After I healed up enough for discharge, I went home to realize that I won’t be enjoying views of palm trees, but instead I will be seeing the maple and oak trees of Kentucky. You see, I was supposed to be on my honeymoon but, instead, I was in the hospital, and my husband couldn’t even stay the night with me due to COVID-19 restrictions. I guess we should’ve gone somewhere after we got married in March, but it was too cold to go to the beach then! So, we waited until May. Just our luck. 

Our “hospital moon,” however, was one of the biggest blessings in our lives. I was able to cherish the simple things. My husband still took off work and spent the week with me. I had time to watch my sister play softball, I played with my dogs, I cooked supper, and my husband and I ate together when normally one of us would be working. What I cherished the most, however, was my life. I got curious about my expected diagnosis. I looked up cystic fibrosis and found out that there are others that struggle more than me! I found out that our life expectancy is growing as the years pass. I passed judgment to peers because I thought they took their health for granted, yet here I am with a tolerable CF life.

I am blessed to still be here, and I am blessed that I was undiagnosed for 20 years instead of being dead. This has given me a new outlook on life.

In Fall 2021, at age 20, I took a sweat test and was officially diagnosed with cystic fibrosis. I am in no way upset with anyone for not catching that I had CF earlier than the age of 20. There is no one to blame for this and I know God had this planned for a reason. I am forever thankful for His plan, and it has allowed me to look back and be so thankful that I am still here today! Receiving my diagnosis was one of the best days of my life. I am also grateful that Vanderbilt is an hour and a half away from my hometown so that I can get the care that I have long desired. The Vanderbilt pulmonary team is phenomenal and they take great care of me and many other patients. Along with them, my hometown doctors are great, and they are always on the lookout for me. With my diagnosis came breathing treatments and Trikafta® — which has been life changing! I now know that the lump of mucus in my throat is not normal, and it is so freeing to feel like everyone else does. My symptoms are constantly improving with treatments.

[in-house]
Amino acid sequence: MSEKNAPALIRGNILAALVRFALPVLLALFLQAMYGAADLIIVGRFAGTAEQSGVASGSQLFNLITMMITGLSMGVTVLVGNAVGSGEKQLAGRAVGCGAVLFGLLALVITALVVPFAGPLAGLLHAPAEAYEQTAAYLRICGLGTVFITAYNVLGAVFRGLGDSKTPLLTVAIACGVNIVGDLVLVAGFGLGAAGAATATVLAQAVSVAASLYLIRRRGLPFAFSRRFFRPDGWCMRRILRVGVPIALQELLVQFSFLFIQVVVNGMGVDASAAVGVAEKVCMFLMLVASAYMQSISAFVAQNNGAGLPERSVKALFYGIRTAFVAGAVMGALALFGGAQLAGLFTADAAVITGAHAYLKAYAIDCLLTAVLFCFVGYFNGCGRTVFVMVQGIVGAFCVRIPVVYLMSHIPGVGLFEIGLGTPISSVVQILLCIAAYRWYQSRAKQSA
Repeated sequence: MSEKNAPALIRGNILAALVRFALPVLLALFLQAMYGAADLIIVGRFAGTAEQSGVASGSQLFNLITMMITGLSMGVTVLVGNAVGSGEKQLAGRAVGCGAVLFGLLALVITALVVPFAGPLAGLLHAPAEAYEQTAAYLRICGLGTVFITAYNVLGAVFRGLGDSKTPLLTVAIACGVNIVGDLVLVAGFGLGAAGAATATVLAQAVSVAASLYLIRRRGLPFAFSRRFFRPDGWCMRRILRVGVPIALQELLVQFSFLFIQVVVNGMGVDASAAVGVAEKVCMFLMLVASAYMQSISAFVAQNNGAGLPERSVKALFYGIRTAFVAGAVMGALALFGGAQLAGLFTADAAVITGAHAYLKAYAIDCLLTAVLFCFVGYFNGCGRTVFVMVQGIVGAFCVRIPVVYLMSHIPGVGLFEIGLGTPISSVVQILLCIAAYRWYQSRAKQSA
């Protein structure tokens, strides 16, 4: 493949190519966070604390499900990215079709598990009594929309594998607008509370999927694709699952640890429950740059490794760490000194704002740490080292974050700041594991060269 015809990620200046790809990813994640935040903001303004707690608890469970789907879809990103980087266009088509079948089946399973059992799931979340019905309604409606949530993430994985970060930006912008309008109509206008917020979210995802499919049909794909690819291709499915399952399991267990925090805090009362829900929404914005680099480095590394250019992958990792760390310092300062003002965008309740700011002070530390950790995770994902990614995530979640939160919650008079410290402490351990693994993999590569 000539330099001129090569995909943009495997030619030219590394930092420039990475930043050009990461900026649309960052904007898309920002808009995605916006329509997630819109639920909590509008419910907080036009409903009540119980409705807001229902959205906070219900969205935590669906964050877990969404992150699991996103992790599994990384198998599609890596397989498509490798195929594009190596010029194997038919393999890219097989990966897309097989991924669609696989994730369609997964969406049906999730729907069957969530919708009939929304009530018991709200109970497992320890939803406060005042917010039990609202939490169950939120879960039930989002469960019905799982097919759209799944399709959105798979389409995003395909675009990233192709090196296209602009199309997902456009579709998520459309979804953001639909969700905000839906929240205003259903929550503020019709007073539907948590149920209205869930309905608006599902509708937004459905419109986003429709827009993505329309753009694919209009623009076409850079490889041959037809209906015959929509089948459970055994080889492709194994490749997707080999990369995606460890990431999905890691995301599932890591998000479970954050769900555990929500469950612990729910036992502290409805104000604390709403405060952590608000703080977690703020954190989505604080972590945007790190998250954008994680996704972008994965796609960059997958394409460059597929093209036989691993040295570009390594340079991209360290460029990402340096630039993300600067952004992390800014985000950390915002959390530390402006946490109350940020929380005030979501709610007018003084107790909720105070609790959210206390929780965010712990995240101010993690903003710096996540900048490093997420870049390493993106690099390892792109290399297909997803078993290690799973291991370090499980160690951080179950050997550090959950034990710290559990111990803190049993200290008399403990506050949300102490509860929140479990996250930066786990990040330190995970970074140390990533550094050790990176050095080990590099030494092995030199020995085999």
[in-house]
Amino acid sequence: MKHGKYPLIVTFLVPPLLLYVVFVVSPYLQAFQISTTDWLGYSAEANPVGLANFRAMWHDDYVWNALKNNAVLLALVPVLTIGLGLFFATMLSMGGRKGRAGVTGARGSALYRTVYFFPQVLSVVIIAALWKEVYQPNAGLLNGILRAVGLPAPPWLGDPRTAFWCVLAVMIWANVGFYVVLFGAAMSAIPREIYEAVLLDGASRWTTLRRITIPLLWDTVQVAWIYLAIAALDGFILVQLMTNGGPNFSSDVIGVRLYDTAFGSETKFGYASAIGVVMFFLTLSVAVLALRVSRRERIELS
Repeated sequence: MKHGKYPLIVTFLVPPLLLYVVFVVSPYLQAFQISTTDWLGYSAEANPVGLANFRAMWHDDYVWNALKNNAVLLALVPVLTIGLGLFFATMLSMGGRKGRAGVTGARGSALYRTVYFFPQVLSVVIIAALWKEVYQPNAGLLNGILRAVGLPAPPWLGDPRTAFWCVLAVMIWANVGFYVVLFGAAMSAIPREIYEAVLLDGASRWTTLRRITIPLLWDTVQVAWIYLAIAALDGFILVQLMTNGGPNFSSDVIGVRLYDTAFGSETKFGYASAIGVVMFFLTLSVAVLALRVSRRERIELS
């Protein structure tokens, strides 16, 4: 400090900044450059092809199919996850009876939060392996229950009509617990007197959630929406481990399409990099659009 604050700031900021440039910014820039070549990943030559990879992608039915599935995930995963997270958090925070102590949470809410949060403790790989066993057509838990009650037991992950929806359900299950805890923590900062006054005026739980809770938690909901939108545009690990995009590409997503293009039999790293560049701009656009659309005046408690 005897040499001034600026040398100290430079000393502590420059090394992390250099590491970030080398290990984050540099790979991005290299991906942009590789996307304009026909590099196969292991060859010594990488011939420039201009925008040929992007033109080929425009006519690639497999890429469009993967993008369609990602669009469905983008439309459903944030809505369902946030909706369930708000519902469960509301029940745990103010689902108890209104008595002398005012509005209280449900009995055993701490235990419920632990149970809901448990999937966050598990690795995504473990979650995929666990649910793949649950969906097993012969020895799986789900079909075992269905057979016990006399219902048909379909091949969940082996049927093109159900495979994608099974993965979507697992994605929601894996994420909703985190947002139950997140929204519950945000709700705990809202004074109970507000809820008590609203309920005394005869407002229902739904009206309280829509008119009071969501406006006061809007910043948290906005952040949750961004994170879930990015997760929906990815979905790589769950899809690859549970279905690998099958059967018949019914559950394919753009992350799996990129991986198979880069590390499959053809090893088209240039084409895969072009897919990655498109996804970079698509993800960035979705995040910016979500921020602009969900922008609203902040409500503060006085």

My secret disease, cystic fibrosis, has been the biggest blessing of my life. I am so happy to have my CF diagnosis and I am hopeful for a cure for this awful chronic illness. I can’t thank my husband, family, friends, and care team enough for watching over me and praying that I find answers. Dayquil™ and Nyquil don’t hold a candle to the wonders Trikafta does and I am grateful for that as well. If you take anything away from this blog, I hope that it’s this: Never give up on your gut feeling; trust that your day is coming! Anything can happen to anyone. 

Interested in sharing your story? The CF Community Blog wants to hear from you.

This site contains general information about cystic fibrosis, as well as personal insight from the CF community. Opinions and experiences shared by members of our community, including but not limited to people with CF and their families, belong solely to the blog post author and do not represent those of the Cystic Fibrosis Foundation, unless explicitly stated. In addition, the site is not intended as a substitute for treatment advice from a medical professional. Consult your doctor before making any changes to your treatment.

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Madison Patterson

Madison is a Kentucky woman living with CF. Diagnosed at age 20, her story looks a little different than most. She works as a paraeducator at the middle school in her hometown. Madison is new to the CF community and is learning more and more each day about life with CF and how others face challenges in their lives with CF as well. She is a wife to her husband, Zach, and a mom to three dogs, two of which are blind! Madison can be reached via email with any questions or comments.